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© Andreas Prott

When We Return to Normal 

The carnage of the COVID-19 virus pandemic is all around us. Large businesses have suffered. Small businesses are struggling to survive, and some have already folded. Just when everything seemed to be going great, a near-disaster struck, which no one had anticipated. 

It happened so unexpectedly—that was a huge part of the shock. People died, fear was rampant, and the world suddenly shut down. Economic activity was ravaged, and no one had an immediate, one-size-fits-all solution. 

But now there is hope. Great strides, much quicker than in the past, are being made in therapeutics and vaccines to treat and combat this coronavirus. The versatility and creativity of the medical profession is amazing us once again.

You may remember the smallpox virus. It had terrorized the world since the third century B.C. Thirty percent of those who caught it died, many were left scarred and some went blind. As many as 300 million people died from it in the 20th century. Although a vaccine was introduced as early as 1796, smallpox wasn’t actually eradicated worldwide until 1980. Some of us still have the round white scars on our upper arms that resulted from the scratchy-needle vaccination given last century to long lines of unhappy school children in the United States. It’s a badge of courage, I guess.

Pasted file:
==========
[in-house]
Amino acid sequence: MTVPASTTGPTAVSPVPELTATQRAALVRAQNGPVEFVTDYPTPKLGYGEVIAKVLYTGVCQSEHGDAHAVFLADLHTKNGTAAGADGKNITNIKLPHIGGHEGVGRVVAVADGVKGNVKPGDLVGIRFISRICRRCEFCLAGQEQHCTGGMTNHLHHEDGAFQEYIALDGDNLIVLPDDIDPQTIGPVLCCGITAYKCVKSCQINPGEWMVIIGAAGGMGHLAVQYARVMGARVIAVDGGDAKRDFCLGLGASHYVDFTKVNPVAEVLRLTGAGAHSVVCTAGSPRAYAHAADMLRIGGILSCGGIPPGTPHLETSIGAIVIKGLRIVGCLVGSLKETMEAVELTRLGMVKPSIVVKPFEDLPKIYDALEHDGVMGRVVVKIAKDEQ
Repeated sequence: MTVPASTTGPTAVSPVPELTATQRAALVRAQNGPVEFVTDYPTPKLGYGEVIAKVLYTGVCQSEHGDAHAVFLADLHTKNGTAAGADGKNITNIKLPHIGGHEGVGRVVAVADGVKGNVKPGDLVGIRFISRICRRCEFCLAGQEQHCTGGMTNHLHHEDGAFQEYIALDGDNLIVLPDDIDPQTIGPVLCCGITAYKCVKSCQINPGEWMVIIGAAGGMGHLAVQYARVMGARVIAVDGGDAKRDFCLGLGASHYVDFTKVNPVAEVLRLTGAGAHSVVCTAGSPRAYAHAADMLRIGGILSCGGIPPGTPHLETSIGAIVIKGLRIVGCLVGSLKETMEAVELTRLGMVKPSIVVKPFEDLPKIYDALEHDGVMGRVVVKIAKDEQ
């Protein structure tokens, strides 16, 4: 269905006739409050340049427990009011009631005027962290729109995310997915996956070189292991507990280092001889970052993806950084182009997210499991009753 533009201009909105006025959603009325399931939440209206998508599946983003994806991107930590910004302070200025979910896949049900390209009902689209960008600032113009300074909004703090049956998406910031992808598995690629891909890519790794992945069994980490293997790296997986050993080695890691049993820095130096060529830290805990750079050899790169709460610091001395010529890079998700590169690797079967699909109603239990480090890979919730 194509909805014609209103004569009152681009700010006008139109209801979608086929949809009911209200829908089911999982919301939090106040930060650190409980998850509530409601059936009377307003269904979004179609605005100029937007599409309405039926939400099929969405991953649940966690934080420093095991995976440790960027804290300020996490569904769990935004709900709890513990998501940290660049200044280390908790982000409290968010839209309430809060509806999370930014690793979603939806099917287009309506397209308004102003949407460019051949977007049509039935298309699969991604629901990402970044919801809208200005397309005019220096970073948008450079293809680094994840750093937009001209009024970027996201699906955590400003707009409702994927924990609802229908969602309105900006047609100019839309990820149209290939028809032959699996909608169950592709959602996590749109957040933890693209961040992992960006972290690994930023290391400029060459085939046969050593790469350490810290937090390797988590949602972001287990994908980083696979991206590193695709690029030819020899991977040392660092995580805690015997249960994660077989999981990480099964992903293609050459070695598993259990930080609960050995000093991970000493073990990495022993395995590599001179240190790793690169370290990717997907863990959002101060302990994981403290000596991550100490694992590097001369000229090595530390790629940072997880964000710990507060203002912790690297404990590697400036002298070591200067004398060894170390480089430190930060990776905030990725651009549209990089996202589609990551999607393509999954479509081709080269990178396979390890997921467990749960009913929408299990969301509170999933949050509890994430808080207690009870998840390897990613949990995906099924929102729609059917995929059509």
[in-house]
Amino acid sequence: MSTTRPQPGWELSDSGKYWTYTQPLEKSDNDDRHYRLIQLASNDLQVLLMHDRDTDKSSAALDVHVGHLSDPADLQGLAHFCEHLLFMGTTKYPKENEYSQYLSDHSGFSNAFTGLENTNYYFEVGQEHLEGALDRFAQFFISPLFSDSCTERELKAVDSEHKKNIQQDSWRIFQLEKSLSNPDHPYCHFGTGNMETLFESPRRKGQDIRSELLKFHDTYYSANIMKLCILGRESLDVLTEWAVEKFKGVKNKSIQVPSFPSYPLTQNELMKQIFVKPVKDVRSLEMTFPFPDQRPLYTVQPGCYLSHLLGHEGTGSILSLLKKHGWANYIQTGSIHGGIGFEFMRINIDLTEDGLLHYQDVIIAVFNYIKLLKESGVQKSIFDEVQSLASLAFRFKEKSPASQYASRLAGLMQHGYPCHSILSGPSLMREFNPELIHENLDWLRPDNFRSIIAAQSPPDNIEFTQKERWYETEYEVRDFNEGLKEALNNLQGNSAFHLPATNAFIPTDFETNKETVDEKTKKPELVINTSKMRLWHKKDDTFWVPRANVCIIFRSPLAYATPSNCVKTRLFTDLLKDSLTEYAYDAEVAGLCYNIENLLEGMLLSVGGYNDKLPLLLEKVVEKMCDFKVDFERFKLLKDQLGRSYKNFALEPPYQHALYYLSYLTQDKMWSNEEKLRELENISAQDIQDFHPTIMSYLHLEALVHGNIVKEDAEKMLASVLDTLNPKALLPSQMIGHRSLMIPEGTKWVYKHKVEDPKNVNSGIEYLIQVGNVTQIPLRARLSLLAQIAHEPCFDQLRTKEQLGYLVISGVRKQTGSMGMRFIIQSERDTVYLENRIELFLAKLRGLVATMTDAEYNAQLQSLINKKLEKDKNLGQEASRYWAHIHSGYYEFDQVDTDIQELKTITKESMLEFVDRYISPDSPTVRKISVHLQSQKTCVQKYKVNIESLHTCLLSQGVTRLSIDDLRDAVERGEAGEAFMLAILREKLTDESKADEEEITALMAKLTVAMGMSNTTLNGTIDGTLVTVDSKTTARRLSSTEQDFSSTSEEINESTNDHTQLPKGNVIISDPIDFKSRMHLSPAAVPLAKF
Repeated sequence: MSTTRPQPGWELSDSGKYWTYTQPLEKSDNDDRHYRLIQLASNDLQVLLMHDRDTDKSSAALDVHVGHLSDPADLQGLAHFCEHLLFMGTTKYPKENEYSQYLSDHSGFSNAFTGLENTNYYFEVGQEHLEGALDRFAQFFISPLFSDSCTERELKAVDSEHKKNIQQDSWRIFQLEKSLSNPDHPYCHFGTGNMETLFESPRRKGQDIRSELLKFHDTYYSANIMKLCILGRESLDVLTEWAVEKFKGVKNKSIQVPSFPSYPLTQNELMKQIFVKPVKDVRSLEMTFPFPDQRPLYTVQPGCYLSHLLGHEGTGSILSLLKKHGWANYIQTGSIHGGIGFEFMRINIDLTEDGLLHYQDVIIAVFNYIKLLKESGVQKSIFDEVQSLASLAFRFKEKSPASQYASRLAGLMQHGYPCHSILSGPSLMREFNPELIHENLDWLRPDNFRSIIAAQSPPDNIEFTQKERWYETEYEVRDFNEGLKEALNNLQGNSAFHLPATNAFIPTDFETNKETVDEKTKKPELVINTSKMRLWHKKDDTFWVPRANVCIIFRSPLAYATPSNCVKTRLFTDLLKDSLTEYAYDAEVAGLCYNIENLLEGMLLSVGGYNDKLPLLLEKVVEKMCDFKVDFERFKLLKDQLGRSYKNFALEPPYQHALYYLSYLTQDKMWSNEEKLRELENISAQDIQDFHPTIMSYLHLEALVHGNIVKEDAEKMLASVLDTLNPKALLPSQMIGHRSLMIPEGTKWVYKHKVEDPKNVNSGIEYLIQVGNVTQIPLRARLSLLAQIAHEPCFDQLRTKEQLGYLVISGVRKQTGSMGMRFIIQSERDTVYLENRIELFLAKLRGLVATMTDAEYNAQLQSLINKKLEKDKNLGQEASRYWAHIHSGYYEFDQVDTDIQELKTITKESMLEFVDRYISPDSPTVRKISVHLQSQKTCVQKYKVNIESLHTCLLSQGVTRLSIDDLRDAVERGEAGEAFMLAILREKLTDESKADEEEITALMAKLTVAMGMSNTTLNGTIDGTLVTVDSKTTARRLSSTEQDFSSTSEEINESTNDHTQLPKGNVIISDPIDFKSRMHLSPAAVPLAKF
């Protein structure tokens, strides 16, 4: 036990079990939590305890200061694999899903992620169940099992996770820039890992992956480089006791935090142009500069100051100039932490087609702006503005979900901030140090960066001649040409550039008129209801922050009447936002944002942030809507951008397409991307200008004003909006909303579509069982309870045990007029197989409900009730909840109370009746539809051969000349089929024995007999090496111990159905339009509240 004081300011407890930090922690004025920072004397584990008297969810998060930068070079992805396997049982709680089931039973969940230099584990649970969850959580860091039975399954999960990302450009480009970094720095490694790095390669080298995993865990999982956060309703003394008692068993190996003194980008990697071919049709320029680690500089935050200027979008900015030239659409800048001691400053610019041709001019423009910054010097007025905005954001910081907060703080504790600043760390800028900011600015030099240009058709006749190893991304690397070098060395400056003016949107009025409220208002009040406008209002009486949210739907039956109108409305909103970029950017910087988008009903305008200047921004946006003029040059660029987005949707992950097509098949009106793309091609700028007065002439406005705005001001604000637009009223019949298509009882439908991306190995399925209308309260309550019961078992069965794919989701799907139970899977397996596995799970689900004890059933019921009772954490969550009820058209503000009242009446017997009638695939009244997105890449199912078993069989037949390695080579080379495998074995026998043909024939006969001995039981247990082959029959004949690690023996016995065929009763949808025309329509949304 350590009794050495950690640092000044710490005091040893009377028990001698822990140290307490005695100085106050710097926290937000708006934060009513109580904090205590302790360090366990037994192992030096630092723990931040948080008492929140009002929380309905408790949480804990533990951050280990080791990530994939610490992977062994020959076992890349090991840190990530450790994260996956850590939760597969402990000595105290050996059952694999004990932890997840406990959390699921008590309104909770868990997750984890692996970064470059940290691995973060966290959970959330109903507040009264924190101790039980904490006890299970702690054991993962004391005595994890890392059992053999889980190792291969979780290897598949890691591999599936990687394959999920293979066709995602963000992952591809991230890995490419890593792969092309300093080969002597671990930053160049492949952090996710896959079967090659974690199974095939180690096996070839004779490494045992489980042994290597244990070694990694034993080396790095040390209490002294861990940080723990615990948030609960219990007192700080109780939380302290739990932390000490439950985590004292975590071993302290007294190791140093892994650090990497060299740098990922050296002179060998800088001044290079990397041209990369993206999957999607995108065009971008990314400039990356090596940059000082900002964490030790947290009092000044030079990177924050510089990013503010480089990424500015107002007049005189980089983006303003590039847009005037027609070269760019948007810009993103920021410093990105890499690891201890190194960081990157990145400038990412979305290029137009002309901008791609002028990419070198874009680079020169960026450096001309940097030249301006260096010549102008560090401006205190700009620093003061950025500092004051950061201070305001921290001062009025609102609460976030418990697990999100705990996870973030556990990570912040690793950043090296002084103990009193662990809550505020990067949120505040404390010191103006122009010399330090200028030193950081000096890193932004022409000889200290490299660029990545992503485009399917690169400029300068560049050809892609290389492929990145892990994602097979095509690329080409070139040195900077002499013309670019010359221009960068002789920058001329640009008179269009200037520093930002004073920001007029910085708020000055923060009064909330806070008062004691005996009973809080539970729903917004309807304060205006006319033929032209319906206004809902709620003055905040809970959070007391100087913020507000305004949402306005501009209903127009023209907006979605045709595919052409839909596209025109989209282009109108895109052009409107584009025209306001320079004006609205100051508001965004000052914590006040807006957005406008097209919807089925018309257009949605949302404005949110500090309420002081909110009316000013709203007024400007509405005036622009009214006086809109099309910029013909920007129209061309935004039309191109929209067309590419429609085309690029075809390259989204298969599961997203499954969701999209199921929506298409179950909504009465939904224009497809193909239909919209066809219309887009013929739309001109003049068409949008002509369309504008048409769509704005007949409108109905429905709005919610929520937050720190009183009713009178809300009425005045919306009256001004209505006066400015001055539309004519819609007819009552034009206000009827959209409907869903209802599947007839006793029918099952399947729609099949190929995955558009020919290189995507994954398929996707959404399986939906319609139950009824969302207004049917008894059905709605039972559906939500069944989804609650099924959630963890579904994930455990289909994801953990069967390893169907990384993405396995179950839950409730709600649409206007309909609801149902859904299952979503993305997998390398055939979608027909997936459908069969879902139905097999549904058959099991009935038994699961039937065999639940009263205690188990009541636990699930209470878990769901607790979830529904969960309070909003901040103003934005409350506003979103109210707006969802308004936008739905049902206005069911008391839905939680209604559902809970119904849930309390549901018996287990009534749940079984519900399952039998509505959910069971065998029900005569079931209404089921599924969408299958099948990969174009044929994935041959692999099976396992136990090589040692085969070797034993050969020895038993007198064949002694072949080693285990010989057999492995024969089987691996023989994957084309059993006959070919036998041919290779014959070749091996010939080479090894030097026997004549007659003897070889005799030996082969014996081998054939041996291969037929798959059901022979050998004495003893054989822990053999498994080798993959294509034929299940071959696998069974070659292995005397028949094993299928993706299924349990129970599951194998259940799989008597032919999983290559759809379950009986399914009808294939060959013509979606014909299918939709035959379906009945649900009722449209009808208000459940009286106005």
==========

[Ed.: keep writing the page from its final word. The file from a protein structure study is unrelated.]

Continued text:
Now that a modern vaccination for this virus seems possible, and we are beginning to work our way out of this, we wonder what the future will look like. Will we continue social distancing and washing our hands at every opportunity?  Probably not.

My guess is that things will return to normal more quickly than currently predicted, although “normal” a year or two from now may not be exactly like it used to be. 

More people will probably work from home. That was bound to happen anyway, and the suburbs will now attract some big-city digital workers. Large offices will be redesigned to limit long rows of desks. That might help prevent the influenza, which also kills people, from spreading so easily every winter. A plus.

Those business meetings via Zoom or Cisco Webex that have become so commonplace during the epidemic will not completely replace old-fashioned face-to-face and on-site meetings. Human beings are social animals. They want to be close enough to form impressions of each other. They have been that way for thousands of years, and that will not change.

James Doxey, a doctor specializing in mental health, explains the disadvantages of virtual contact this way: “There’s an exchange of energy and body language that’s missing in a virtual environment that makes it more of a challenge to really be able to read how people are feeling or reacting… It’s hard to pick up on those nuances that you would have when you see people in person.”  

I hope we can get back to scheduling some industry meetings in 2021. 

Jack Goodhue, management coach, may be contacted at

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